06:45 Anne discusses other family members who thought her father was crazy for bringing his family to Canada.
07:10 Anne discusses how her father came to meet a prominent figure in Ottawa who shared Anne’s father’s story with a minister. That minister helped bring the family to Canada. This was in 1936.
09:13 Anne returns to the subject of how certain family members thought her father was crazy.
09:19 Anne discusses None Is Too Many, Irving Abella’s book.
09:56 Anne discusses a speech she gave honouring different people.
11:39 Anne discusses some of the challenges she faced settling in Canada.
12:35 Anne discusses going to night school while going to another school to learn to to be a hairdresser.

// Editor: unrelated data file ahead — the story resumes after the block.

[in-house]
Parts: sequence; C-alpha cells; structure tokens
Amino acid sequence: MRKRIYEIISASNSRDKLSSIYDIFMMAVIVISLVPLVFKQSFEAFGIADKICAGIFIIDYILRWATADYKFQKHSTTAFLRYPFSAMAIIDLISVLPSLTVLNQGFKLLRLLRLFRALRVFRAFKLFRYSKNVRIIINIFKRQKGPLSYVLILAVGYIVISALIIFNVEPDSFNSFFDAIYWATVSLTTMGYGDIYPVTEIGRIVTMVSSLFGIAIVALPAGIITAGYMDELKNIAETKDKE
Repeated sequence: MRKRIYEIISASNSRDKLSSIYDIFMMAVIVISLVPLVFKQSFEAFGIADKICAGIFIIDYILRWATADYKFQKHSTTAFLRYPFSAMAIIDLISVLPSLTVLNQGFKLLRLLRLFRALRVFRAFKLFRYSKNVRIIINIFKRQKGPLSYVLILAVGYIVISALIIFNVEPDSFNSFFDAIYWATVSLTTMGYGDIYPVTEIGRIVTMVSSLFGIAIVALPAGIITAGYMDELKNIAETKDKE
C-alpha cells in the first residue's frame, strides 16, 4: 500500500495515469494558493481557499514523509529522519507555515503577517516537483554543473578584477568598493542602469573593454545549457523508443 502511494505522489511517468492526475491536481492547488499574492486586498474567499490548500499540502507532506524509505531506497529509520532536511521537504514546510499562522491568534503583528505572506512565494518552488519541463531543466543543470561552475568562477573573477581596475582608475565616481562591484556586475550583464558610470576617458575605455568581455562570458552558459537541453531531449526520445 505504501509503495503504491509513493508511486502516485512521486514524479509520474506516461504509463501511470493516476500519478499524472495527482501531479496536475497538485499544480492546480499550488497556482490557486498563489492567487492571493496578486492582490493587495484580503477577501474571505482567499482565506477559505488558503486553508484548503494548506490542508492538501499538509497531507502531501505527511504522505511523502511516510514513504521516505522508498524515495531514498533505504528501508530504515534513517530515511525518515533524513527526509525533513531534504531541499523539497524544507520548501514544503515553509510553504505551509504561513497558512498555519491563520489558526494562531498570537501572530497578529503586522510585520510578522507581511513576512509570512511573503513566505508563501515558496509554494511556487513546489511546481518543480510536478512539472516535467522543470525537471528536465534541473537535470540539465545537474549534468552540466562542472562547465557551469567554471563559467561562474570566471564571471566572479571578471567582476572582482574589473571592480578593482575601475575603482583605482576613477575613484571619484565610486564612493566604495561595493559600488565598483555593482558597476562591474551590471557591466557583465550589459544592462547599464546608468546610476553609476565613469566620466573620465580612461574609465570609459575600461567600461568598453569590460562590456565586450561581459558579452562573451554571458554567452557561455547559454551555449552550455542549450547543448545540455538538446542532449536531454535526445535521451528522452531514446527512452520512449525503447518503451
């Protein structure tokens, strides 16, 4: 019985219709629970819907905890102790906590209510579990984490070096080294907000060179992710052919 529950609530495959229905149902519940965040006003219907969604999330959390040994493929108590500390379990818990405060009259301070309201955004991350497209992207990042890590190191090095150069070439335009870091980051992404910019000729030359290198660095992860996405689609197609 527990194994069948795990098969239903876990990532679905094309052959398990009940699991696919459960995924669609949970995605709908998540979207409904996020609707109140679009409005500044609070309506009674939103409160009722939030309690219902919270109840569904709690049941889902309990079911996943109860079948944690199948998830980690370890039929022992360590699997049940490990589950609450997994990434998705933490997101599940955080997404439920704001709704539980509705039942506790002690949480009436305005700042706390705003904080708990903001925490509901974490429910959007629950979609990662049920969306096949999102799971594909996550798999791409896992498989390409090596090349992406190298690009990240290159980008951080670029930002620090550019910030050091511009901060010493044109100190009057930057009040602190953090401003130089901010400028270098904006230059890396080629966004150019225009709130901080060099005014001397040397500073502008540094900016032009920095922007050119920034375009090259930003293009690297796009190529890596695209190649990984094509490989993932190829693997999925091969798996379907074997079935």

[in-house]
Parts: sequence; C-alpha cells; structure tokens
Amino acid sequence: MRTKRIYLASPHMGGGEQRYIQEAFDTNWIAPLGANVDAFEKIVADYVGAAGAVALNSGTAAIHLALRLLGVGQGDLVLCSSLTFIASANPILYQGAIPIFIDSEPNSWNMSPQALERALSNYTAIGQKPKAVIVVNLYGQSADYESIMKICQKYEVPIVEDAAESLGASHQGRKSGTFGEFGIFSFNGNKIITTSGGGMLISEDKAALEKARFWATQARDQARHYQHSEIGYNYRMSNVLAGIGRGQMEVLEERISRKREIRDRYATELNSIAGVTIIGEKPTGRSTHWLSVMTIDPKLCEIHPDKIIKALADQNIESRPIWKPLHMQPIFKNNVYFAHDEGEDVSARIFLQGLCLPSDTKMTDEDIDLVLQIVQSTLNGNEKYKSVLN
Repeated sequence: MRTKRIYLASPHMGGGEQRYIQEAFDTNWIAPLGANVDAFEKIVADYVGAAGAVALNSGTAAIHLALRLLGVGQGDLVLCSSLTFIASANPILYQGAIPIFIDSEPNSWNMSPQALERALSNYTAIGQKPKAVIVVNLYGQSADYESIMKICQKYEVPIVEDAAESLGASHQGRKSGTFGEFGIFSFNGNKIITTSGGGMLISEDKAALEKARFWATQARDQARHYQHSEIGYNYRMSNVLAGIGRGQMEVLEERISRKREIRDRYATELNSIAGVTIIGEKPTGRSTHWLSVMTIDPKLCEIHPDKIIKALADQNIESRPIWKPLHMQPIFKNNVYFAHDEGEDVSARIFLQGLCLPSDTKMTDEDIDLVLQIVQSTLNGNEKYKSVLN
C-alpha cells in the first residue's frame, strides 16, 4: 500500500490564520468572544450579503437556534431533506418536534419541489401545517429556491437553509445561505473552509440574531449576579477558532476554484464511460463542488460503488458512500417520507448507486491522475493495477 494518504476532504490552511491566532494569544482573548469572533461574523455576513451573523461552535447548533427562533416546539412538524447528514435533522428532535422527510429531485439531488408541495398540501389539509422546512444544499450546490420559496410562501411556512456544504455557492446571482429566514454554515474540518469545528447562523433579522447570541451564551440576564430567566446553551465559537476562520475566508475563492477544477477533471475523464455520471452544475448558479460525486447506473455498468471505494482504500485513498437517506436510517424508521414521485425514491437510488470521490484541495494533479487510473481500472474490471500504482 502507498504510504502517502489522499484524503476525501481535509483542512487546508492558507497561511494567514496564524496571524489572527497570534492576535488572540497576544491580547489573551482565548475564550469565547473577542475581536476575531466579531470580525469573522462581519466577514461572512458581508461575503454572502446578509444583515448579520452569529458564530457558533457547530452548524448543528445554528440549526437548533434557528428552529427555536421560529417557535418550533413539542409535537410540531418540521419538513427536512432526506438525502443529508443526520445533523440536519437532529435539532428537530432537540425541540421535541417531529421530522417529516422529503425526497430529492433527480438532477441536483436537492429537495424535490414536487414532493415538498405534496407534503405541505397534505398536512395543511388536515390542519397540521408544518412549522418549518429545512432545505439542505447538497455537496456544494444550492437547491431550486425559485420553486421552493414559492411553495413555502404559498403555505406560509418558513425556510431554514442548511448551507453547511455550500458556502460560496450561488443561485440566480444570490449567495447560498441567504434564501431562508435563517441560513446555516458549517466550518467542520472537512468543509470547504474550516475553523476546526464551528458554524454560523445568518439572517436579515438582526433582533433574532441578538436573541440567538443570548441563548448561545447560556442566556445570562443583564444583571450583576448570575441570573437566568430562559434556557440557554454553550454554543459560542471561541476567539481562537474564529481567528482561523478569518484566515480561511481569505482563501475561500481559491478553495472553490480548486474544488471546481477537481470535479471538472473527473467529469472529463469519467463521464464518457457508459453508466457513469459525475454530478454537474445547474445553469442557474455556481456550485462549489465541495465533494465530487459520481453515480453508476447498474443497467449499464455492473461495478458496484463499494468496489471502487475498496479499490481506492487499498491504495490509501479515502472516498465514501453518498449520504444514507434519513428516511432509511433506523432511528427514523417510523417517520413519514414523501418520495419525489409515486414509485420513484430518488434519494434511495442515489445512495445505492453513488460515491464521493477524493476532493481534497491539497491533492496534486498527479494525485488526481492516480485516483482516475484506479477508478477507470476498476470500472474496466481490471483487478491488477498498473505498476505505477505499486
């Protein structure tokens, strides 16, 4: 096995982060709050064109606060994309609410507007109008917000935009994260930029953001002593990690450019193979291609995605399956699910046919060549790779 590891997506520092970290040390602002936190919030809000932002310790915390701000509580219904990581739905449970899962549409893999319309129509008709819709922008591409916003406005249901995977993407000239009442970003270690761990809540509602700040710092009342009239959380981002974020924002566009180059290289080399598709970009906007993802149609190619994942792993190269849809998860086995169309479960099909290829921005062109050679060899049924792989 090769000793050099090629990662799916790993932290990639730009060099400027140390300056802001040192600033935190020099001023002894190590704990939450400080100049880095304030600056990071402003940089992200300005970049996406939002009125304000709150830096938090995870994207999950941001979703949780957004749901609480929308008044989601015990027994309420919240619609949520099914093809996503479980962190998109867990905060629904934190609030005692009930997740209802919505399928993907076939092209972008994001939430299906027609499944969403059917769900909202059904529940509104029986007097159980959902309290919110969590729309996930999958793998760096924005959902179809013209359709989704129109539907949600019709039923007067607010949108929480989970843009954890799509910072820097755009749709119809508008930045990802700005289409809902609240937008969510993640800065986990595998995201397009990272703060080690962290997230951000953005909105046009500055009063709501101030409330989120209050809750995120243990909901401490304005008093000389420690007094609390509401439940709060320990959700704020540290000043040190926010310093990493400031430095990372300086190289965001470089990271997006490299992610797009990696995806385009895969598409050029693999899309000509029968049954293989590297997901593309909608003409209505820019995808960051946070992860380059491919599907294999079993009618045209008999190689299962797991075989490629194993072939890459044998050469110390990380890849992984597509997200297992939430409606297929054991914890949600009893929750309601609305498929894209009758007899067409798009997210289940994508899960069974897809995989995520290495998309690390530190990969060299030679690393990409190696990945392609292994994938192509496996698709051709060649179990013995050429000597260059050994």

12:45 Anne discusses her father’s circumstances in Canada.
13:00 Anne discusses her career.
13:40 Anne discusses meeting a woman who introduced Anne to her husband.
14:28 Anne discusses where she lived in Toronto.
15:13 Anne discusses who lived in the family home.
15:50 Anne discusses buying a house with her husband.
17:06 Anne discusses living in the house from 1939 to 1945/46.
17:26 Anne discusses saving money for her husband so that he could go into business when he returned from the war.
18:00 Anne discusses her husband and a partner buying a small hardware store. Anne also discusses subsequent business ventures.
19:45 Anne discusses how she went out to New Brunswick to visit her husband during the war. He was subsequently sent to university and took up public speaking.
21:22 Anne compares her neighbours in Kensington Market to her neighbours today.
23:20 Anne discusses the geographical boundaries of Kensington Market. She names some of the people she knew there.
26:17 Anne discusses some of the businesses that used to exist in Kensington Market.